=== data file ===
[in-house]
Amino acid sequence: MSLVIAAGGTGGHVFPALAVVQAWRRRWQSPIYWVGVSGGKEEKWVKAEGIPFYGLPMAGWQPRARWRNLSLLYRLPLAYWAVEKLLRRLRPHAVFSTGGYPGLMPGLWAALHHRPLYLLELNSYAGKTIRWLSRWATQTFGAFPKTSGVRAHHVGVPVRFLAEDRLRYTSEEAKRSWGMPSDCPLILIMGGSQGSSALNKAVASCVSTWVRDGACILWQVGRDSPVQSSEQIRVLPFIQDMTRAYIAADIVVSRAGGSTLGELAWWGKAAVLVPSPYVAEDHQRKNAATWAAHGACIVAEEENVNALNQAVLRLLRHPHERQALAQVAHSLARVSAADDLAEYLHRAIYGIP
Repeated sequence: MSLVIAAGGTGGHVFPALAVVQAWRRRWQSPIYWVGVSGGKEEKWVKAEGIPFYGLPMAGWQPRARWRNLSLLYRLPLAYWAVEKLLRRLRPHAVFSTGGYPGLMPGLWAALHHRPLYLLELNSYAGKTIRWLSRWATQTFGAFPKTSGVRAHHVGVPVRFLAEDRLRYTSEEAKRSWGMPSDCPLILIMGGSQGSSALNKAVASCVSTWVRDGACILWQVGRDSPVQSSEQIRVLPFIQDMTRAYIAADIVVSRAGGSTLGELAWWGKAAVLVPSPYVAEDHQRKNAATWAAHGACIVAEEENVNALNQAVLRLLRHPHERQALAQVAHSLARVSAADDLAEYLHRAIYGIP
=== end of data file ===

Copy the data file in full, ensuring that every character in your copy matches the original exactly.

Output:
[in-house]
Amino acid sequence: MSLVIAAGGTGGHVFPALAVVQAWRRRWQSPIYWVGVSGGKEEKWVKAEGIPFYGLPMAGWQPRARWRNLSLLYRLPLAYWAVEKLLRRLRPHAVFSTGGYPGLMPGLWAALHHRPLYLLELNSYAGKTIRWLSRWATQTFGAFPKTSGVRAHHVGVPVRFLAEDRLRYTSEEAKRSWGMPSDCPLILIMGGSQGSSALNKAVASCVSTWVRDGACILWQVGRDSPVQSSEQIRVLPFIQDMTRAYIAADIVVSRAGGSTLGELAWWGKAAVLVPSPYVAEDHQRKNAATWAAHGACIVAEEENVNALNQAVLRLLRHPHERQALAQVAHSLARVSAADDLAEYLHRAIYGIP
Repeated sequence: MSLVIAAGGTGGHVFPALAVVQAWRRRWQSPIYWVGVSGGKEEKWVKAEGIPFYGLPMAGWQPRARWRNLSLLYRLPLAYWAVEKLLRRLRPHAVFSTGGYPGLMPGLWAALHHRPLYLLELNSYAGKTIRWLSRWATQTFGAFPKTSGVRAHHVGVPVRFLAEDRLRYTSEEAKRSWGMPSDCPLILIMGGSQGSSALNKAVASCVSTWVRDGACILWQVGRDSPVQSSEQIRVLPFIQDMTRAYIAADIVVSRAGGSTLGELAWWGKAAVLVPSPYVAEDHQRKNAATWAAHGACIVAEEENVNALNQAVLRLLRHPHERQALAQVAHSLARVSAADDLAEYLHRAIYGIP